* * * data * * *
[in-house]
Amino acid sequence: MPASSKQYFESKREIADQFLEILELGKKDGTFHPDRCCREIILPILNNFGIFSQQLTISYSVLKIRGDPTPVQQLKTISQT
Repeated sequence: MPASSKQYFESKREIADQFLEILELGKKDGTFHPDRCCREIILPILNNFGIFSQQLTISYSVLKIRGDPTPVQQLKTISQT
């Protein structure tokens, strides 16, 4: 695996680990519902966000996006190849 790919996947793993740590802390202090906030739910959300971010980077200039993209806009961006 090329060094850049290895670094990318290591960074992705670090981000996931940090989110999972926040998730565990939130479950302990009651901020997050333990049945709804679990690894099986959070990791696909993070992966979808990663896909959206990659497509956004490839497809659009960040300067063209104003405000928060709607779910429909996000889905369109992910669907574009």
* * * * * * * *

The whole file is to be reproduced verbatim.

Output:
[in-house]
Amino acid sequence: MPASSKQYFESKREIADQFLEILELGKKDGTFHPDRCCREIILPILNNFGIFSQQLTISYSVLKIRGDPTPVQQLKTISQT
Repeated sequence: MPASSKQYFESKREIADQFLEILELGKKDGTFHPDRCCREIILPILNNFGIFSQQLTISYSVLKIRGDPTPVQQLKTISQT
């Protein structure tokens, strides 16, 4: 695996680990519902966000996006190849 790919996947793993740590802390202090906030739910959300971010980077200039993209806009961006 090329060094850049290895670094990318290591960074992705670090981000996931940090989110999972926040998730565990939130479950302990009651901020997050333990049945709804679990690894099986959070990791696909993070992966979808990663896909959206990659497509956004490839497809659009960040300067063209104003405000928060709607779910429909996000889905369109992910669907574009």